Mapping Manchester’s diverse language landscape

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Now you cannot only hear the language diversity in Manchester, you can see it too. That’s because a team of researchers from The University of Manchester have created a map which shows hotspots in the city where more than one language is in common use.

It is part of the LinguaSnapp project,  creating a multi-lingual map which can be accessed online. It allows users to search for the prevalence of  different languages across different districts of Manchester –  more relevant than ever in our multicultural city, where it is estimated that more than 50% of adults speak more than one language.

The way the map is created allows it to keep on growing too. Using the LinguaSnapp app, it started off with researchers  surveying signs, noticeboards, posters, leaflets and more, across the city’s public space – anything displaying text –  which included other languages in addition to English.

The app allowed the team to take pictures of the items, add their locations and upload them onto the online map. So far  over 1,000 items have been documented  – which includes 51 languages and 16 different alphabets.

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You can add to the map by downloading the LinguaSnapp app. It means that when you are walking through Manchester, it will allow you to take a photo of any public text you see written in more than one language and it will be uploaded to the map. See a sign written in Chinese as well as English? A leaflet with Arabic text too? Get it snapped.

Professor Yaron Matras from Manchester University who led the project told us why language mapping yields particularly interesting results in Manchester.

“In relation to its size, it’s one of the most diverse cities in the country and one of the most diverse cities in Europe. We have about 100-150 different languages spoken here, and over 50 of those we’ve already documented in public signs in the city – that means that they are used in the commercial sector, in the voluntary sector, in community institutions and in religious institutions, but mainly in small businesses in advertising and marketing across the city.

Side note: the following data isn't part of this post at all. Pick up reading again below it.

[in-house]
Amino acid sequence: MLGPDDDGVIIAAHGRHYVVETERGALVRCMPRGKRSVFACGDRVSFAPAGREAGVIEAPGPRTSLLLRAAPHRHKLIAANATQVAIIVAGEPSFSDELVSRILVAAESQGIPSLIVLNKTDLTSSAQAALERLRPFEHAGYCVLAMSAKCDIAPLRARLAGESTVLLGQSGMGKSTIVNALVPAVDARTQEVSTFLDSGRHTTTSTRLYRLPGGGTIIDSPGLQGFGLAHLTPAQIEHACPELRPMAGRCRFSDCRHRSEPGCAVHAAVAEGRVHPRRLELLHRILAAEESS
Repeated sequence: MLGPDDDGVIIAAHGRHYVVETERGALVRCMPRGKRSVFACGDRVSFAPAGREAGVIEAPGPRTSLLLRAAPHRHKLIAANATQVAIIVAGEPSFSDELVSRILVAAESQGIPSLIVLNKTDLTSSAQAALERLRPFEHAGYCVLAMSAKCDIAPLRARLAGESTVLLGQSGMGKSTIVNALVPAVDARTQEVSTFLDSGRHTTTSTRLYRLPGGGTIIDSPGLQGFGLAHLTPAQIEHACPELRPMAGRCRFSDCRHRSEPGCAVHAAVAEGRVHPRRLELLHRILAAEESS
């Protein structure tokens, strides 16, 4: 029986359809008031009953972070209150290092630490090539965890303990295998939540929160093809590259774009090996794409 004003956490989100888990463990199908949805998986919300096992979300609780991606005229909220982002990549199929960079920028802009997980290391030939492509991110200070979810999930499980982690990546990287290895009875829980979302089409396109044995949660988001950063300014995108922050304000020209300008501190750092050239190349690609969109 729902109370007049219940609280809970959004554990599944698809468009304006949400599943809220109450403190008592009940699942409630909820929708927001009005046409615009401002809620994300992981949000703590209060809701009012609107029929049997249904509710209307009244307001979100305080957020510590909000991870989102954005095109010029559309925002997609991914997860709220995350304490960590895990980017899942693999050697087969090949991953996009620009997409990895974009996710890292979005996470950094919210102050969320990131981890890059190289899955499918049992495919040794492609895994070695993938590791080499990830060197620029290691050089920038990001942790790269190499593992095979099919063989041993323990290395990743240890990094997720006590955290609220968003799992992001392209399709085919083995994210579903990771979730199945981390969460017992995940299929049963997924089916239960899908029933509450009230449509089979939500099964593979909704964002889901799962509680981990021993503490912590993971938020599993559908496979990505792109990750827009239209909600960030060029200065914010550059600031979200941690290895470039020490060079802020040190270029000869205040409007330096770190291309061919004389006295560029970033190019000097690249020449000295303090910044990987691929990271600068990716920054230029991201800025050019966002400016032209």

According to the project’s findings, the most linguistically diverse areas are the Cheetham Hill area in north Manchester and in south Manchester it’s mainly around Longsight, Rusholme, Levenshulme, and parts of Moss Side.

“We also have areas in the city centre,” says Professor Matras. “There’s a large Chinese speaking community there and some areas bordering Salford. Broughton for example and Prestwich to some extent.

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The largest number of speakers are for Urdu and Arabic and Chinese, followed by Polish. There are also sizeable communities of speakers of Bengali and Punjabi.”

Manchester City Council has taken up the app, adding it to its online Statistics and Intelligence Hub and aiming to further increase awareness of the city’s language diversity.

This isn’t the first linguistic map of Manchester. Sociolinguists at Manchester Metropolitan University have created the city’s first ‘accent and dialect map’. Participants in creating it were given a blank map of Manchester and asked to draw borders on it to show areas where they thought people spoke differently. They were also asked to provide words to describe the accents/dialect of the places they identified  – so it could be ‘posh’, ‘broad’, ‘rough’ etc. – whatever they thought appropriate.

The results have been combined into a final map of Manchester which shows five clear dialect areas and words to describe these dialects most commonly based on social stereotyping of the people who speak them. Words used to describe north Manchester accents were ‘rough’, ‘poor’, and ‘broad’,  the central area on the map was described by words such as ‘multicultural’, ‘metropolitan’ and ‘diverse’, whilst south Manchester accents were described as ‘posh’, ‘well spoken’, and ‘good’.

For more information on the LinguaSnapp project click here 

You can find the ‘accent and dialect map’ online here

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